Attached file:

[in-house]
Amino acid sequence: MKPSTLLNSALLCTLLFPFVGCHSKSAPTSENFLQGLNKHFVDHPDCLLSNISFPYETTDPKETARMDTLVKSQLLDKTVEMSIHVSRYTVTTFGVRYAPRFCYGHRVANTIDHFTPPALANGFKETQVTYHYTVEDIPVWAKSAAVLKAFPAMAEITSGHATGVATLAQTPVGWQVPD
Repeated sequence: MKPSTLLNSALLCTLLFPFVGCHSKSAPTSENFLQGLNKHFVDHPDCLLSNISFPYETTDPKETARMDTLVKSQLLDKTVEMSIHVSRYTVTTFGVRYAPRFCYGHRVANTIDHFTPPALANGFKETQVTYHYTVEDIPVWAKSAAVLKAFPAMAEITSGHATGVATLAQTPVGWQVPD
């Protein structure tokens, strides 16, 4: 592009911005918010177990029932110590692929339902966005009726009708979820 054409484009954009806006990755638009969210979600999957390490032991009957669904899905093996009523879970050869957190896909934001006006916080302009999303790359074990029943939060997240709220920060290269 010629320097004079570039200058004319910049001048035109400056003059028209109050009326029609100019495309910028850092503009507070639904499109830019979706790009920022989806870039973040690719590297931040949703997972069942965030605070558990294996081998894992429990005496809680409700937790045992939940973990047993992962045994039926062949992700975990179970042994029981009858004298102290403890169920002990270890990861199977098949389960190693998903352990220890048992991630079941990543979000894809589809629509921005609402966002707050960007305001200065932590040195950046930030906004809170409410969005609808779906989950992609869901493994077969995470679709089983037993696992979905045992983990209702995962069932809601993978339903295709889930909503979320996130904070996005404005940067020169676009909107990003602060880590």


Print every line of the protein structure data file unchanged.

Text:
[in-house]
Amino acid sequence: MKPSTLLNSALLCTLLFPFVGCHSKSAPTSENFLQGLNKHFVDHPDCLLSNISFPYETTDPKETARMDTLVKSQLLDKTVEMSIHVSRYTVTTFGVRYAPRFCYGHRVANTIDHFTPPALANGFKETQVTYHYTVEDIPVWAKSAAVLKAFPAMAEITSGHATGVATLAQTPVGWQVPD
Repeated sequence: MKPSTLLNSALLCTLLFPFVGCHSKSAPTSENFLQGLNKHFVDHPDCLLSNISFPYETTDPKETARMDTLVKSQLLDKTVEMSIHVSRYTVTTFGVRYAPRFCYGHRVANTIDHFTPPALANGFKETQVTYHYTVEDIPVWAKSAAVLKAFPAMAEITSGHATGVATLAQTPVGWQVPD
């Protein structure tokens, strides 16, 4: 592009911005918010177990029932110590692929339902966005009726009708979820 054409484009954009806006990755638009969210979600999957390490032991009957669904899905093996009523879970050869957190896909934001006006916080302009999303790359074990029943939060997240709220920060290269 010629320097004079570039200058004319910049001048035109400056003059028209109050009326029609100019495309910028850092503009507070639904499109830019979706790009920022989806870039973040690719590297931040949703997972069942965030605070558990294996081998894992429990005496809680409700937790045992939940973990047993992962045994039926062949992700975990179970042994029981009858004298102290403890169920002990270890990861199977098949389960190693998903352990220890048992991630079941990543979000894809589809629509921005609402966002707050960007305001200065932590040195950046930030906004809170409410969005609808779906989950992609869901493994077969995470679709089983037993696992979905045992983990209702995962069932809601993978339903295709889930909503979320996130904070996005404005940067020169676009909107990003602060880590």